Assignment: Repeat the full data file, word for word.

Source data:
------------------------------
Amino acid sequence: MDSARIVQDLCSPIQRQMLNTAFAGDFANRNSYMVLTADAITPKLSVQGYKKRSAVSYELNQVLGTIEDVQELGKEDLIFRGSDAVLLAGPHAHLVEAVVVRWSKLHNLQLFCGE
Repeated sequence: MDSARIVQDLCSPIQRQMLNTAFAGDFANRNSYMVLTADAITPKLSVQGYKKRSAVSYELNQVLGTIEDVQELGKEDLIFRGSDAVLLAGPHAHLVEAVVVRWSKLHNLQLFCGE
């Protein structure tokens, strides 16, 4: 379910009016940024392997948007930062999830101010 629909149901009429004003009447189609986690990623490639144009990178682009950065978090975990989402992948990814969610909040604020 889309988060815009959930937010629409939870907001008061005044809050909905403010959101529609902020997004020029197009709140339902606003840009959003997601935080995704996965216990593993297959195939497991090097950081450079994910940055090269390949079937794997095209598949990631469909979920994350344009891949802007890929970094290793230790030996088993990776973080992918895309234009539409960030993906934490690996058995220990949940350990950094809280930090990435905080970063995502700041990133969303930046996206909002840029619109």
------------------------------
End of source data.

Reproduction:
Amino acid sequence: MDSARIVQDLCSPIQRQMLNTAFAGDFANRNSYMVLTADAITPKLSVQGYKKRSAVSYELNQVLGTIEDVQELGKEDLIFRGSDAVLLAGPHAHLVEAVVVRWSKLHNLQLFCGE
Repeated sequence: MDSARIVQDLCSPIQRQMLNTAFAGDFANRNSYMVLTADAITPKLSVQGYKKRSAVSYELNQVLGTIEDVQELGKEDLIFRGSDAVLLAGPHAHLVEAVVVRWSKLHNLQLFCGE
């Protein structure tokens, strides 16, 4: 379910009016940024392997948007930062999830101010 629909149901009429004003009447189609986690990623490639144009990178682009950065978090975990989402992948990814969610909040604020 889309988060815009959930937010629409939870907001008061005044809050909905403010959101529609902020997004020029197009709140339902606003840009959003997601935080995704996965216990593993297959195939497991090097950081450079994910940055090269390949079937794997095209598949990631469909979920994350344009891949802007890929970094290793230790030996088993990776973080992918895309234009539409960030993906934490690996058995220990949940350990950094809280930090990435905080970063995502700041990133969303930046996206909002840029619109």